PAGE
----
The majority-Republican supervisors were confident that the election was sound. They helped run it. Still, the supervisors tried to please the crowd further by hiring independent firms in February to investigate whether the county’s vote-counting machines had been hacked. The results of those audits, along with previous audits done by the county, showed that votes were counted accurately and machines had not been tampered with.
That didn’t appease Senate Republican leaders, including Senate President Karen Fann. The senators got the county’s ballots, vote counting machines and voter data through subpoenas and began their audit in April.
By May, as the supervisors pushed back against the ongoing audit, people were telling the supervisors in emails that they wanted to see them “in front of a “firing squad,” or facing “execution at Gitmo.”
The extremism in the messages “snowballed,” said Republican Supervisor Steve Chucri, who originally supported the Senate’s audit but now does not.
“It just kind of took on a life of its own,” he said. “Wrong, right or indifferent, it did.”
The turning point, according to a few supervisors, was in February, when the Senate considered holding the supervisors in contempt, and perhaps arresting them, for not fully responding to their subpoenas.
Chucri said he doesn’t pay attention to what Q followers believe, and he won’t entertain the many conspiracy theories that the audit is addressing.
“Even as a conservative Republican, I won’t partake in the nonsense or silliness,” he said.
But, sprinkled into the emails sent to elected officials were phrases from the QAnon world.
One constituent ended an email to Jack Sellers, chairman of the Maricopa County Board of Supervisors with a signature QAnon phrase. The person wrote: “Nothing Can Stop What Is Coming Jack.”
Checking out the conspiracy theories
The audit has looked at ideas even those leading the venture have called far-fetched.
At least one theory the audit has explored seems to have sprung directly from the QAnon world.
Workers on the coliseum floor were using a UV light to examine ballots. Ken Bennett, the former Arizona Senate president and secretary of state who was recruited to act as a liaison for the audit, has said it was being used to find supposed watermarks on the ballots.
That appears to be an outgrowth of a QAnon theory that Trump had devised a scheme whereby legitimate ballots were adorned with a watermark. If Democrats tried to print other ballots, the theory went, such fraud would be easily detected as those would have no watermarks.
That theory seemed to be a collective solving of the riddle posted by Q in February 2018 that advised to “watch the water.”
However, another use of the UV light was suggested by Watkins, the man whose bulletin boards were the exclusive and verified home for Q postings.
On his Telegram channel on April 25, Watkins said that he had been speaking with Piton about the possible use of ultraviolet technology. “Since UV is able to detect oil from the finger prints, if there are no fingerprints on the ballot then the likelihood of the ballot being marked through a non-human process is high,” Watkins wrote.
The state Senate’s contractors discontinued the use of the UV lights a few days after the recount began, after receiving many questions about its use.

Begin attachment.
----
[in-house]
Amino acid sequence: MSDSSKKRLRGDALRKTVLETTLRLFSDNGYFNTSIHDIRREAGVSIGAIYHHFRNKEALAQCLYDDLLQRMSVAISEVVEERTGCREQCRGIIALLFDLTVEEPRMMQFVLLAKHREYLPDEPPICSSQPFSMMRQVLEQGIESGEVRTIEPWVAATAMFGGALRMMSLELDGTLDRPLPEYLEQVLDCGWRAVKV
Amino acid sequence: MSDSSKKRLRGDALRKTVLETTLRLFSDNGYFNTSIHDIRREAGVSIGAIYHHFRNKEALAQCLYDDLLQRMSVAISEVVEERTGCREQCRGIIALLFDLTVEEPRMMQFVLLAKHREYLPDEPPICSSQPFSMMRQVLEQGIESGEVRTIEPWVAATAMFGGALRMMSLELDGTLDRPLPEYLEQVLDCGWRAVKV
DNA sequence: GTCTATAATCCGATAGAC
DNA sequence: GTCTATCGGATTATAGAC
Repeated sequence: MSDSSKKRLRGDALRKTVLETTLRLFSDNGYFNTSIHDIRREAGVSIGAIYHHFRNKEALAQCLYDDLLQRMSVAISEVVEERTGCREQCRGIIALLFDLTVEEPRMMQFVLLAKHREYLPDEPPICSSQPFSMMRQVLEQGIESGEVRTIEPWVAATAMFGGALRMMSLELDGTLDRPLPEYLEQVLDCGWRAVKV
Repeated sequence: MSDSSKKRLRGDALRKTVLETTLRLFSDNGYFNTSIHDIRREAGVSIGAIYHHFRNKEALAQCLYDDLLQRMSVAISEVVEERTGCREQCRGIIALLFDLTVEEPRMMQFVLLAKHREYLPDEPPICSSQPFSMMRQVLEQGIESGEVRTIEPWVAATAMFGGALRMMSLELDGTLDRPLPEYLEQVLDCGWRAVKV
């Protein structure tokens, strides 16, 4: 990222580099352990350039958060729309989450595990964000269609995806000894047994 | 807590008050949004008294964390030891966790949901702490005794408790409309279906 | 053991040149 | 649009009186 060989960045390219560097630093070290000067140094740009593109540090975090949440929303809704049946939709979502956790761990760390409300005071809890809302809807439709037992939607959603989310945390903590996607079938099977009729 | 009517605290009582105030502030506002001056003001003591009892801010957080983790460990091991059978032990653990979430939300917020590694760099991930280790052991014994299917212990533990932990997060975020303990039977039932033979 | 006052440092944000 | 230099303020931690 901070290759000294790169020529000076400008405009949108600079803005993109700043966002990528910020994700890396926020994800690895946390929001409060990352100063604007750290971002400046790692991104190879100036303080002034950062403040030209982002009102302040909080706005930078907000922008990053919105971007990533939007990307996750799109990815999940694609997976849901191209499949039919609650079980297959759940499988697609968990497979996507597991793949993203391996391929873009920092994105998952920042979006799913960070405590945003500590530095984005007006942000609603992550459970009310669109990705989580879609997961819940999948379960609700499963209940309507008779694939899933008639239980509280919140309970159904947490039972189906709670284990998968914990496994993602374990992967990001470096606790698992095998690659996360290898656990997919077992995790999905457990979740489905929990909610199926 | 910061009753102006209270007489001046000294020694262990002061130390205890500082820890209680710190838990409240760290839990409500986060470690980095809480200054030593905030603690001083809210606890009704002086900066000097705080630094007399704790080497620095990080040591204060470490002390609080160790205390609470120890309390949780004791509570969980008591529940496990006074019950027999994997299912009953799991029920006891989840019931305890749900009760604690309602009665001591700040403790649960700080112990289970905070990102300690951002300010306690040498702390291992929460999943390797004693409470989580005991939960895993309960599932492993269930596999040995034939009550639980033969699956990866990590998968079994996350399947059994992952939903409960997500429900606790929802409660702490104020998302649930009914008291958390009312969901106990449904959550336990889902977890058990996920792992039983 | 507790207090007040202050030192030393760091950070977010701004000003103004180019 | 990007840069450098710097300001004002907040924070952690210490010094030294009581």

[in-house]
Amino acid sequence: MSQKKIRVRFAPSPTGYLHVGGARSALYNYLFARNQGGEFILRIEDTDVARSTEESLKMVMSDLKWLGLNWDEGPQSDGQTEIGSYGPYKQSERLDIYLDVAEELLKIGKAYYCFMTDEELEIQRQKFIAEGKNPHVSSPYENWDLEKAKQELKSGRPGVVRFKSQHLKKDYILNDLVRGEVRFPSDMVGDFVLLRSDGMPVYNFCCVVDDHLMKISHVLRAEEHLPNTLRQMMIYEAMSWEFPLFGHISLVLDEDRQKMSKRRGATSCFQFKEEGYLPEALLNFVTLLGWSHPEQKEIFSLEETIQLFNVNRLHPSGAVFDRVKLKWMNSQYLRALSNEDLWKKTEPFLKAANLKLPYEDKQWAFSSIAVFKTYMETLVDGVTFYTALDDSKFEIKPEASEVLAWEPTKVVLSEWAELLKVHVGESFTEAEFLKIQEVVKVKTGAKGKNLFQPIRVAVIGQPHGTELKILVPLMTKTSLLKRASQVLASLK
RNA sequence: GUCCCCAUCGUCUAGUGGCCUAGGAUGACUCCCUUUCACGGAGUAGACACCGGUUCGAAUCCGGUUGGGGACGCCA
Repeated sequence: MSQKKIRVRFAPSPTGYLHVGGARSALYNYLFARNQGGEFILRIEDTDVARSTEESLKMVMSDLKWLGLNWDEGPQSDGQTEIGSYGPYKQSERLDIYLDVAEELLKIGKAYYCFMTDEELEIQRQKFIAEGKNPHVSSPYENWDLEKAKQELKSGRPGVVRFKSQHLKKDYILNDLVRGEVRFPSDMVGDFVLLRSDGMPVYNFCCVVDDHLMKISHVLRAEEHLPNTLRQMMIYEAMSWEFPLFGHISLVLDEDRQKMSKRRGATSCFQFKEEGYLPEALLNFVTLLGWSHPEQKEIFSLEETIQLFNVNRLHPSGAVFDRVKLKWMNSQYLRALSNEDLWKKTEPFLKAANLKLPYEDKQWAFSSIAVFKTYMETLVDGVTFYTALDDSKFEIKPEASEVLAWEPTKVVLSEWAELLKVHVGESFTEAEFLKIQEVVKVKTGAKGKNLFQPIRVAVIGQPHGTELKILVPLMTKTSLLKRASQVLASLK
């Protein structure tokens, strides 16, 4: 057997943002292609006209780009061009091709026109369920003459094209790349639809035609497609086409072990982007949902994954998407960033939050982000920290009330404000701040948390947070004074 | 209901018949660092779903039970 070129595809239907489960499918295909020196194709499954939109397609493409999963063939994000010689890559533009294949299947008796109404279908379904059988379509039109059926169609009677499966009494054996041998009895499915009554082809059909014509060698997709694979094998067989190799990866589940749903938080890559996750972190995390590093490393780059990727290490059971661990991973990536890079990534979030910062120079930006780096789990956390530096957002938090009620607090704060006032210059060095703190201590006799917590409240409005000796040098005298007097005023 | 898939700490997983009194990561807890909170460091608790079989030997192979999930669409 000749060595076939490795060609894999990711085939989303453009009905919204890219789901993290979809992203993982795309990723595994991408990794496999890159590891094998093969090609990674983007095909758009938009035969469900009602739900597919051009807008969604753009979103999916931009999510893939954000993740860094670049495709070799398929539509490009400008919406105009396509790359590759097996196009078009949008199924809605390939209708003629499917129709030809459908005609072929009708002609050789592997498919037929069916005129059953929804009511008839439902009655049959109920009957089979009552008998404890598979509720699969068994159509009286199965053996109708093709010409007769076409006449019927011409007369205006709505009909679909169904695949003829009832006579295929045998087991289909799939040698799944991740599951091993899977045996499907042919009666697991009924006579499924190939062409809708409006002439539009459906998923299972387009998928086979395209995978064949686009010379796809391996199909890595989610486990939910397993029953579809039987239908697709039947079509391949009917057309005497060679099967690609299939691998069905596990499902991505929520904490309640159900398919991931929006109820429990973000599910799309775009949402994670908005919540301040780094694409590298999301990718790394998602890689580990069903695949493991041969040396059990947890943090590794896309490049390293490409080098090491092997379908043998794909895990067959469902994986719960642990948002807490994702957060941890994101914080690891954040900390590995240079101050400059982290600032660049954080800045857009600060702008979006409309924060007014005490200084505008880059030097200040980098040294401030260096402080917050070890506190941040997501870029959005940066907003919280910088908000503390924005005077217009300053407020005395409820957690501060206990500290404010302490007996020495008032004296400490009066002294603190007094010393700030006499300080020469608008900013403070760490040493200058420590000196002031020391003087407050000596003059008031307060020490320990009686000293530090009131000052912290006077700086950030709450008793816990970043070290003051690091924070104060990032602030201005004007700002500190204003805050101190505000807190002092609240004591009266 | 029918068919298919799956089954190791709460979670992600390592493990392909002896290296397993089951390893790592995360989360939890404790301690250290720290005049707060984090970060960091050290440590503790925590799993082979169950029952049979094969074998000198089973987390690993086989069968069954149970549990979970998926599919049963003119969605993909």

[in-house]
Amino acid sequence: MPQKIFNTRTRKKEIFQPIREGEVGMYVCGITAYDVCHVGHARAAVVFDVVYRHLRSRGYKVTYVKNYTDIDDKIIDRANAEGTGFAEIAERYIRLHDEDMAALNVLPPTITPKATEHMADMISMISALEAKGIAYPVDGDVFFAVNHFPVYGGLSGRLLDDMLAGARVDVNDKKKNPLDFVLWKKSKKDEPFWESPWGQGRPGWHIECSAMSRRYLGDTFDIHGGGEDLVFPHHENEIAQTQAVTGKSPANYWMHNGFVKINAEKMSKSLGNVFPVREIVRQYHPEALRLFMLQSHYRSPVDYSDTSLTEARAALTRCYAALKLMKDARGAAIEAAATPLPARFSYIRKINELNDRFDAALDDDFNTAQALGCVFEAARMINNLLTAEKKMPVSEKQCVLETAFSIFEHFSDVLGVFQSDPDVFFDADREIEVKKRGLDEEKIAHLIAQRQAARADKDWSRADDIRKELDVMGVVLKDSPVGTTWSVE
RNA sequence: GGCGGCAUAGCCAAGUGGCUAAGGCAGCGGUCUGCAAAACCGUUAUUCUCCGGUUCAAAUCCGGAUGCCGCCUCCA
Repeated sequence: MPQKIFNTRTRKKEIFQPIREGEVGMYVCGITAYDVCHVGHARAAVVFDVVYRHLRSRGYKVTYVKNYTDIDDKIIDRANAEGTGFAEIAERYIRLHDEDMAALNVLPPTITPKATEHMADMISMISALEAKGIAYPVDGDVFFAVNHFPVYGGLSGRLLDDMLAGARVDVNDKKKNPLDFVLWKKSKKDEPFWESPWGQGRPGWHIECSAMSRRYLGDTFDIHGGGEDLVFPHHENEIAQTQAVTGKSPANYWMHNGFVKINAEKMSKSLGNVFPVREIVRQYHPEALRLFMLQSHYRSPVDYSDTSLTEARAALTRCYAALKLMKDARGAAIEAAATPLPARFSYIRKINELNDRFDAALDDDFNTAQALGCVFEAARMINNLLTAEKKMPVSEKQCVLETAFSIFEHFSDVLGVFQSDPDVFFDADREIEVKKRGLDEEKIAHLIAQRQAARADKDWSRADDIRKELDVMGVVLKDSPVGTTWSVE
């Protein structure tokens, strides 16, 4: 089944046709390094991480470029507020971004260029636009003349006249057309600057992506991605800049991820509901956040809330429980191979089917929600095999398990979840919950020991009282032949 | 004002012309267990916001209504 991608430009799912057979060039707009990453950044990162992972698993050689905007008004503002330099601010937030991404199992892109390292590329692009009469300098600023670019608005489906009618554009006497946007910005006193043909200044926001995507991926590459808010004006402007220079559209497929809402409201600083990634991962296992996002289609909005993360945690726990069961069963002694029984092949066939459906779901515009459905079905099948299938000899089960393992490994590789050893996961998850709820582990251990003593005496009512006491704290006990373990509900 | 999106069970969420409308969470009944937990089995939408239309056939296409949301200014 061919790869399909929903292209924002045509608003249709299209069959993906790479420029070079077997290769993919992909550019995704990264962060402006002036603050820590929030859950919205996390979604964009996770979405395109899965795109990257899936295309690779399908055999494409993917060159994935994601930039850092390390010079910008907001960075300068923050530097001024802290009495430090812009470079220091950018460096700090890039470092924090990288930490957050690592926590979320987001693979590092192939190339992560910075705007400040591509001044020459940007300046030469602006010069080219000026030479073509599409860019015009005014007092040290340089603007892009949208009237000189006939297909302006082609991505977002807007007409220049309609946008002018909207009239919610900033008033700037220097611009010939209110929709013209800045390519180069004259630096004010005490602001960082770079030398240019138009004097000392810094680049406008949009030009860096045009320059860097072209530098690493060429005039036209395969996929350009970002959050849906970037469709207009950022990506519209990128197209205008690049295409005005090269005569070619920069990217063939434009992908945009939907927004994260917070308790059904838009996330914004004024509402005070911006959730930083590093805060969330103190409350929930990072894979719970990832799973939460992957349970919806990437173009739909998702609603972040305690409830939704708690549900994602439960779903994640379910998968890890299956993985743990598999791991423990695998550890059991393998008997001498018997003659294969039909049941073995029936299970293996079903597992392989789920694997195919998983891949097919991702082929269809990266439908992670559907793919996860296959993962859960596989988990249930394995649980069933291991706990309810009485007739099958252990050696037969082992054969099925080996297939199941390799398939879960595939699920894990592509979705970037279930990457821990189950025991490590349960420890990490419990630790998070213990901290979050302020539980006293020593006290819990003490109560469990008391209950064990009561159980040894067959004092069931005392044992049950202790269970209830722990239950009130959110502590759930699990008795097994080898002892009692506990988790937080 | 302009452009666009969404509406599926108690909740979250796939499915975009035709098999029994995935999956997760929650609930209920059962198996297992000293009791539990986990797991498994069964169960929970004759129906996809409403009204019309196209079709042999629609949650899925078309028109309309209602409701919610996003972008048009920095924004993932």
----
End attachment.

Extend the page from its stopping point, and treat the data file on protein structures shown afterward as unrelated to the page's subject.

The contractors were also said at one point to be checking for bamboo fibers in the ballots, under a conspiracy theory that claimed that fake ballots had been flown in from China.
Norman Nicks, of Glendale, who was dressed in a panda costume as he stood near the entrance to the coliseum to protest the audit, said the bamboo fibers were just another racist trope that he believes emerged from the QAnon movement.
Nicks waved a double-sided sign at passing cars. One read: “Don’t let ‘Q’ lie to you. Vote bad judges and politicians out.” The other read: “There is no bamboo, just hate in play.”
Nicks, removing his panda head for a brief interview on a warm June afternoon, said he considers QAnon a hate group, especially since he believes its followers support laws that would disproportionately affect minority voters. He also said he doesn’t believe that many people are QAnon believers, and it angers him that they have been given such a voice.
“For them to be in the minority, and try to put out that they are the majority, really does a disservice to everyone else in America,” he said. “And that’s what upsets the whole balance.”
‘The fix was in and we are uncovering it’
Supporters of the audit are more routinely found cheering it on while sitting or standing along McDowell Road, near the entrance audit staff use to park for shifts at the coliseum.
In late May, four sign-toting and flag-waving supporters stood on a patch of asphalt, using umbrellas and a pop-up tent to ward off the afternoon sun. Every so often, a vehicle driving by would honk in support.
The four said they knew that the state Senate president has said that the audit was not meant to overturn any results, only improve future elections. Still, all indicated they held out hope that the results could cause the 2020 election to be revisited.
“That’s part of the reason it’s being done,” said Larry Grafanakis, 69.
Grafanakis said he has continually rallied since Election Day. He stood outside the Maricopa County election headquarters most every night after the November election. He attended rallies at the state Capitol. He stood outside the U.S. District Courthouse to show support for Angeli, the QAnon shaman, after a court appearance.
And, as he stood on the sidewalk as traffic zoomed by and auditors worked inside the coliseum, he said his presence sent a message.
“What really matters,” he said, “is that they see that we’re still out here and ‘Oh my god, they’re just not going away.’ And that’s what we want.”